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600 Sq. Ft. Floating Cottage in San Juan Island


This is a 600 sq. ft. floating cottage in San Juan Island, Washington.

It’s currently listed for sale with an asking price of $499,000.

Please enjoy, learn more, and re-share below. Thanks!

Beautiful Floating Cottage in San Juan Island, Washington Listed for $499,000!

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Photos via Realtor

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Photos via Realtor

Highlights

  • 600 sq. ft.
  • 1 bed, 1 bath
  • Built in 1989
  • San Juan Island, WA
  • $499,000

Resources

  1. https://www.realtor.com/realestateandhomes-detail/620-Warbass-Way-47_Friday-Harbor_WA_98250_M19878-28641
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Alex

Alex is a contributor and editor for TinyHouseTalk.com and the always free Tiny House Newsletter. He has a passion for exploring and sharing tiny homes (from yurts and RVs to tiny cabins and cottages) and inspiring simple living stories. We invite you to send in your story and tiny home photos too so we can re-share and inspire others towards a simple life too. Thank you!

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{ 7 comments… add one }
  • Steve in Palm Bay February 14, 2018, 3:24 pm

    Beautiful….yes! But, upon seeing this and thinking of the potential buyer, I am reminded of Eli Wallach’s comment in the Magnificent Seven, to wit: “if God did not intend for them to be sheared, He would not have made them sheep”.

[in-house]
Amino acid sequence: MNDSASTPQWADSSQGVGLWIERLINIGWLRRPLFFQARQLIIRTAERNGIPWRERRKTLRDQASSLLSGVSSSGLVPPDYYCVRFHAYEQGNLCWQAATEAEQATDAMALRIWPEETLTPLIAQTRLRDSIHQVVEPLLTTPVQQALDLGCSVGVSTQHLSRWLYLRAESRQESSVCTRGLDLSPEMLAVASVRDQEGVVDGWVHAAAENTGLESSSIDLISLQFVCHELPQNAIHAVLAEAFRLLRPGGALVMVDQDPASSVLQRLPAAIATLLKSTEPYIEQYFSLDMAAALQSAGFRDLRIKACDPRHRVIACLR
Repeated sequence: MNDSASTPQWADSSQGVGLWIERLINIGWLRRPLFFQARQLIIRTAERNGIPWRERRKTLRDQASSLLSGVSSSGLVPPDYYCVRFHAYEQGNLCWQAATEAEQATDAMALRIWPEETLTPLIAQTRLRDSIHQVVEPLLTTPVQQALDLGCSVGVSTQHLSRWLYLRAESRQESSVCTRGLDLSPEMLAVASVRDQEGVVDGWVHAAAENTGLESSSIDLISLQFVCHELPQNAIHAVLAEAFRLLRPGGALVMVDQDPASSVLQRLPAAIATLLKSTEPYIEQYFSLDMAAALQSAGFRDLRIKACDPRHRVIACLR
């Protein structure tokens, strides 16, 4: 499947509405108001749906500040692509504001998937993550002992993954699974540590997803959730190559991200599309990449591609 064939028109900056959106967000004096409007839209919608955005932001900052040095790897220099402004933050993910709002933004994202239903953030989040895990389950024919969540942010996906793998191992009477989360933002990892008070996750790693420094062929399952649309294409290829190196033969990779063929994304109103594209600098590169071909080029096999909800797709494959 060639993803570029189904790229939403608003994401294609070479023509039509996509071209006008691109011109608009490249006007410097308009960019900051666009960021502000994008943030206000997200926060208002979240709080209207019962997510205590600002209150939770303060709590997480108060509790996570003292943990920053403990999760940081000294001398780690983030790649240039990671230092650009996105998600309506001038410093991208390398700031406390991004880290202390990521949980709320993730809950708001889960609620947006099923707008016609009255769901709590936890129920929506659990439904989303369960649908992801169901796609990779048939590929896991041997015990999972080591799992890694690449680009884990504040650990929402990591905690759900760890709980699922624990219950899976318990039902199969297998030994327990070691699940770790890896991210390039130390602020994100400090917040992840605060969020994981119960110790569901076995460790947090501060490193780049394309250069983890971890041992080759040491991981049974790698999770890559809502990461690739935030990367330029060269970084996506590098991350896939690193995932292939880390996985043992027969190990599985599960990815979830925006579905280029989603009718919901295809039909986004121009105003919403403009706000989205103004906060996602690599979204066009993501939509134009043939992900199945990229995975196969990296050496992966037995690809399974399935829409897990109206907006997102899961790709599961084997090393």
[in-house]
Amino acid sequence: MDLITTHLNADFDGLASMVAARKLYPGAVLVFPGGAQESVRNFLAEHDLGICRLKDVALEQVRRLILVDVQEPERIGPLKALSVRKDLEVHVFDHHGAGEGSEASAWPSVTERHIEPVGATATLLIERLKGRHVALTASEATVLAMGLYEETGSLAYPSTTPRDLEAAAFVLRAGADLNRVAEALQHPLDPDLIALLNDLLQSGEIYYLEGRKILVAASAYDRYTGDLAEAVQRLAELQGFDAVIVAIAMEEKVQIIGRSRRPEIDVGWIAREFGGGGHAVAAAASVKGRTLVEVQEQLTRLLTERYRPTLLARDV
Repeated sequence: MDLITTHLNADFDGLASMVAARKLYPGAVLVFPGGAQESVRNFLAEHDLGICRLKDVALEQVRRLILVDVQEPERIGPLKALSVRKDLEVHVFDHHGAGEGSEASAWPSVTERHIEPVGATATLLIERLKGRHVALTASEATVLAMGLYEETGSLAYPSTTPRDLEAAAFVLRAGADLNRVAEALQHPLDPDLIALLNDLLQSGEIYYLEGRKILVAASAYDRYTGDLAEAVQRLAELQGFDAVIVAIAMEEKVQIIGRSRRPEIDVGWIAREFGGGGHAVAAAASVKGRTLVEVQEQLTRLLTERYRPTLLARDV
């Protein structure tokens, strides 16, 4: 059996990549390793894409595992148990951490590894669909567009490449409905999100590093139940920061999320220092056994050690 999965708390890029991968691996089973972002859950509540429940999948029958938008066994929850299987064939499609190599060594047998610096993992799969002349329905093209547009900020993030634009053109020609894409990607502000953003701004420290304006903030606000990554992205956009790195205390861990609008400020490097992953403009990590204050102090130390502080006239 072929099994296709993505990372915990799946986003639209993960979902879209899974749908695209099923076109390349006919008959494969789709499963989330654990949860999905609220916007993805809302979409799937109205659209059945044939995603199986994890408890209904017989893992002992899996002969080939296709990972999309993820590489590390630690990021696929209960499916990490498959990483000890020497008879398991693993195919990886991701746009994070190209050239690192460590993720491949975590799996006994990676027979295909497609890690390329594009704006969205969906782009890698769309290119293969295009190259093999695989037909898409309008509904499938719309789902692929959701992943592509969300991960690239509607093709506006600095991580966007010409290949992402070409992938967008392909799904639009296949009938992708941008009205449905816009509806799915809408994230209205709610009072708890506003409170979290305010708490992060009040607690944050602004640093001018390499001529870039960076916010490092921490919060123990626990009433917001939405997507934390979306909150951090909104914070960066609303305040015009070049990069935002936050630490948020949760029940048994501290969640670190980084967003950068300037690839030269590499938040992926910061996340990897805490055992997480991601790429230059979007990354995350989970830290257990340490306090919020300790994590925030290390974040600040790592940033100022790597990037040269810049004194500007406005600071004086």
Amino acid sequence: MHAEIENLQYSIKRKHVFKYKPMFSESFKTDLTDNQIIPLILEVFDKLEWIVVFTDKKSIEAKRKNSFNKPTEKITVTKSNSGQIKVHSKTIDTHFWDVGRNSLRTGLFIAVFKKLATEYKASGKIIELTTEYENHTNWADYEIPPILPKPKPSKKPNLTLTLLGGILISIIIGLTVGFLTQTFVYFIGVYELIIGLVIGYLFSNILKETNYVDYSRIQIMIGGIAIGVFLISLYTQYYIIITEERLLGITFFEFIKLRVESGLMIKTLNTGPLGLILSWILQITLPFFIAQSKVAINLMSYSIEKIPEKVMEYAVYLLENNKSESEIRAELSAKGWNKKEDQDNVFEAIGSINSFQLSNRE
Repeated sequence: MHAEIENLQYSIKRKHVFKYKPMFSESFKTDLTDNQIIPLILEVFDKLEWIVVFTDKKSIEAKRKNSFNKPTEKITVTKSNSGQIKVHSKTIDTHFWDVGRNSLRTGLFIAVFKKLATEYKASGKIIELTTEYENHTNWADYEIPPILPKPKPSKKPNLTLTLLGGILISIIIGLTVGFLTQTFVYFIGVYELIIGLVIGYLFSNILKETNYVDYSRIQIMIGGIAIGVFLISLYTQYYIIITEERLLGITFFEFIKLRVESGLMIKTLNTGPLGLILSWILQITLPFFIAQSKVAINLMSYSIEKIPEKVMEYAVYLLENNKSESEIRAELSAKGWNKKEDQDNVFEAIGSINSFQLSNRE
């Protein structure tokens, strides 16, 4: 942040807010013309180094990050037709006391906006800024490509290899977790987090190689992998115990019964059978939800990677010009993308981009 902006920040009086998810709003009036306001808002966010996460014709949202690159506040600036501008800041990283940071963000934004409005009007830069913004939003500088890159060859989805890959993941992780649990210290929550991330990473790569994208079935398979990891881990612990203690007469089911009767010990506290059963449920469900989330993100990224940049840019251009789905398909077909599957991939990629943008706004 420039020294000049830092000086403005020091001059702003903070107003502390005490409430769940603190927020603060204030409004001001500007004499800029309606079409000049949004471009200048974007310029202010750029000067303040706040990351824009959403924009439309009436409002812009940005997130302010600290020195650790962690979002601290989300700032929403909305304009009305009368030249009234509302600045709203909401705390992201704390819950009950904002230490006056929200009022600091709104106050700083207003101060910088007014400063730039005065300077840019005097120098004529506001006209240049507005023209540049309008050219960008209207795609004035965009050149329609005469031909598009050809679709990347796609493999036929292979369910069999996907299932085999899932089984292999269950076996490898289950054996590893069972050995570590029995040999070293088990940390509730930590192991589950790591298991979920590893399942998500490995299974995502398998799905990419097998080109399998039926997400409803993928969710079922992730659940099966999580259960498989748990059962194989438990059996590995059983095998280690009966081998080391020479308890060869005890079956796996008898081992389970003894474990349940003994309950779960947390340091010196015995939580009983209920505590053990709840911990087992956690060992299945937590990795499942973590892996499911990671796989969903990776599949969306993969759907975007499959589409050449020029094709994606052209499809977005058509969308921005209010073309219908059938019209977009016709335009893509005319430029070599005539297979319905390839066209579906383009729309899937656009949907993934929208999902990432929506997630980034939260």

• Tom Osterdock February 14, 2018, 5:39 pm

    I wonder can it be moved? what are the fees for docking it where it is? How much snow do they get in this area? etc.

    • James D. February 14, 2018, 9:57 pm

      Yes, house boats can be moved… They don’t have motors but the floating platform they are on can be towed by another boat, preferably something like a tug boat…

      Though, they are not designed to be moved often or through rough waters. Just slow and steady from one port to the next.

      Typically, the builders will build one at or near their facility and then have it towed to the owner’s dock, where it gets anchored and attached to utilities.

      Dock and slip fees vary per area, but they basically carry over from what they charge for boats, which are generally based on the length of your boat/house, multiplied by a fixed fee for full service dockage (ex: water, electricity), or a reduced fixed fee for limited or minimal dock services (ex: no water, no electricity).

      These fees can range from $1,000-10,000 a year depending on the marina location, available marina services, and the overall vessel length or house dimensions.

      Some marinas will include other services in their “dock fees” like haul-outs, winter storage, or regular maintenance items.

      While available dock and slip sizes will vary per marinas and some impose a height restriction as well… So depending on the size of the house boat it may limit where you can take it…

      No chinking, weathering, etc. So looks more like a plastic log exterior…

      • James D. February 14, 2018, 10:01 pm

        Oops, ignore that last sentence…

  • Tom Osterdock February 14, 2018, 10:01 pm

    James I would not take it anywhere. It does not have wheels.

    • James D. February 15, 2018, 5:51 pm

      Reminds me of that movie quote…

      “Roads? Where we’re going, we won’t need roads.”

      -Doc Brown from the movie Back to the Future ;-p

      Though, there are people thinking of building a house into an Airship for go anywhere in the world type home…

      • Tom Osterdock February 15, 2018, 7:08 pm

        Oh Ok take it to Lake Tahoe for me.

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